Coca-Cola bottles beverages that are popular with Houston residents. It employs thousands of people across the country, and it has faced persistent problems with discrimination against workers with disabilities. The company settled with the U.S. Equal Employment Opportunity Commission in August, pledging to pay $2.25 million to resolve nine different disability discrimination cases relating to its failure to accommodate disabled workers. In addition, the company also agreed to update its procedures and policies for accommodations.

The allegedly discriminatory policies of Coca-Cola are not unique to the soda manufacturer. The EEOC has been particularly concerned about policies that require employees to be "100 percent healed" in order to return to their jobs from medical leave. The agency says that these policies violate the Americans with Disabilities Act, which requires that employers provide necessary accommodations so that employees can work. These types of reasonable accommodations include exemptions from policies, removal of extraneous functions or reassignment to other duties.

Employee benefit plans and disability: 3 things to know

You’re a high-powered professional who is used to handling all sorts of sophisticated tasks with focus, efficiency and purpose. But if your employer doesn’t fulfill its commitments regarding benefits that are supposed to go with your job, it can really put you in a tough spot.

For example, what if you develop a disabling condition and your employer or its insurance company doesn’t pay out on your disability insurance?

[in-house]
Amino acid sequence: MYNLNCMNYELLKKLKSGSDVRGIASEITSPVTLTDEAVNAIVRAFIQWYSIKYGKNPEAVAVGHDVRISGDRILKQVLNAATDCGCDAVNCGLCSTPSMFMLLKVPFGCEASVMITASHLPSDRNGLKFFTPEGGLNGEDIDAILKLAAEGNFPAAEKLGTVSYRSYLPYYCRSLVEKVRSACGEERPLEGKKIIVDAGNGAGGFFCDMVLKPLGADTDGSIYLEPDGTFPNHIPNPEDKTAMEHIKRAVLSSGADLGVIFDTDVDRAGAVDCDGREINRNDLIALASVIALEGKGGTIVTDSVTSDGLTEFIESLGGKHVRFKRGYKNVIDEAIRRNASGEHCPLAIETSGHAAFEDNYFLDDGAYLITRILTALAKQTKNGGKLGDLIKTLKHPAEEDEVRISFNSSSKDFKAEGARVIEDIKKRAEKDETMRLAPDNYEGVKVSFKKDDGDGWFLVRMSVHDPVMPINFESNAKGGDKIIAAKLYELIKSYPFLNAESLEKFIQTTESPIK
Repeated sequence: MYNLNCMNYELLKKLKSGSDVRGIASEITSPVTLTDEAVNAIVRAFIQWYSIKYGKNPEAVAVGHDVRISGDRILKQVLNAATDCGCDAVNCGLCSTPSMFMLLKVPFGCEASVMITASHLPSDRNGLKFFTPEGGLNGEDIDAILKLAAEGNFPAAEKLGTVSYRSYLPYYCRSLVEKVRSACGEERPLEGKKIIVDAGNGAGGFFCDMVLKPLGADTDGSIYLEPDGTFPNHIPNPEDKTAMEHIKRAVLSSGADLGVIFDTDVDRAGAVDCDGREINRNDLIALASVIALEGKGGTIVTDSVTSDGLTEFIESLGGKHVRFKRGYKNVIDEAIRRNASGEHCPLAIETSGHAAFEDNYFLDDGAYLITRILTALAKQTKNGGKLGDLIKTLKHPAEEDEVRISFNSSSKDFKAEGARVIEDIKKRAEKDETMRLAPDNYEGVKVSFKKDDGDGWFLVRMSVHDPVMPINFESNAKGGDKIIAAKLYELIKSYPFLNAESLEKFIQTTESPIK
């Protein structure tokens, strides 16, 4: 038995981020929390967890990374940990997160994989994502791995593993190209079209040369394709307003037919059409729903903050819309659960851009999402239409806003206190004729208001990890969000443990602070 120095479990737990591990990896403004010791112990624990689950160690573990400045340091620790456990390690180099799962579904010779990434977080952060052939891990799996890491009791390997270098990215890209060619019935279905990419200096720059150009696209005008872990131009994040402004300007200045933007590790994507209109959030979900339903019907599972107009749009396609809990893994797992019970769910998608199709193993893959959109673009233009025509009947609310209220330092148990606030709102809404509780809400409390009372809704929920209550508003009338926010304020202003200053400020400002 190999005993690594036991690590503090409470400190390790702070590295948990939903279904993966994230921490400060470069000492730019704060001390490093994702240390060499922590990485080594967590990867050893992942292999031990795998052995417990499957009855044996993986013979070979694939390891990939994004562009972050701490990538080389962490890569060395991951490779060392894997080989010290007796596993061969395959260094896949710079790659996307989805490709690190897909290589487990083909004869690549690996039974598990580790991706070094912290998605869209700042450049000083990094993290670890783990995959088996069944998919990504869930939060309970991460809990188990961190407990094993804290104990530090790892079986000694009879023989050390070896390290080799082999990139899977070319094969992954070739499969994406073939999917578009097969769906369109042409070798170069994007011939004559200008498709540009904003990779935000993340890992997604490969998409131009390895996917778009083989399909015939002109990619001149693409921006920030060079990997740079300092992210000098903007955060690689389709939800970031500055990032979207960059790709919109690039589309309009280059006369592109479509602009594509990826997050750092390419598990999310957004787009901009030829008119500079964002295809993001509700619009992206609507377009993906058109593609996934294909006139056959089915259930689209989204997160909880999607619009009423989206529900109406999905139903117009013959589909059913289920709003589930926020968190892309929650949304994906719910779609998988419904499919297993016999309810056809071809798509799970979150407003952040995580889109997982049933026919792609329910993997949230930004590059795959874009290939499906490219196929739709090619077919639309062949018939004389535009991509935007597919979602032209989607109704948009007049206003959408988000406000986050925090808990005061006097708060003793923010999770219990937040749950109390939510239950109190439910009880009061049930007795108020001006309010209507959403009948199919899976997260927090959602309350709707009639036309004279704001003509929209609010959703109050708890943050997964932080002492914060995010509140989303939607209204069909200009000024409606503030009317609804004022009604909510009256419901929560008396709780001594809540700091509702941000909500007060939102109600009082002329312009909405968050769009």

New workplace study puts sex harassment at top of list

Increased awareness and social movements have shed light on workplace discrimination, harassment and retaliation. It’s true that younger generations, such as the Millennial generation, are more likely to report harassment. Employers are taking proactive steps to prevent these incidents. However, according to the 2018 Hiscox Workplace Harassment Study, more than one-third of U.S. employees report they have experienced workplace harassment.

EEOC takes interest in age discrimination cases

Older workers in Texas may be concerned that they are not receiving a fair shake when it comes to job hunting, negotiating pay or seeking a promotion. Even 51 years after the Age Discrimination in Employment Act passed, workers over the age of 40 continue to face discrimination on the job. The federal Equal Employment Opportunity Commission (EEOC) has shown that it is interested in zealously pursuing these cases, and the agency recently settled one case with restaurant chain Texas Roadhouse for $12 million.

There is a number of reasons why the EEOC is actively working to reduce age discrimination in the workplace. First, complaints about the practice have remained substantial and are even growing. In one survey conducted by AARP, three-fifths of workers age 45 or older reported personally suffering from age discrimination or witnessing others being discriminated against. This behavior continues despite the fact that age discrimination has been illegal for over half a century. In addition, stereotypes about older workers are common, and individuals can be dismissed for their age despite their technical knowledge, skills, innovation or experience.

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Warren & Siurek, L.L.P.
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Houston, TX 77098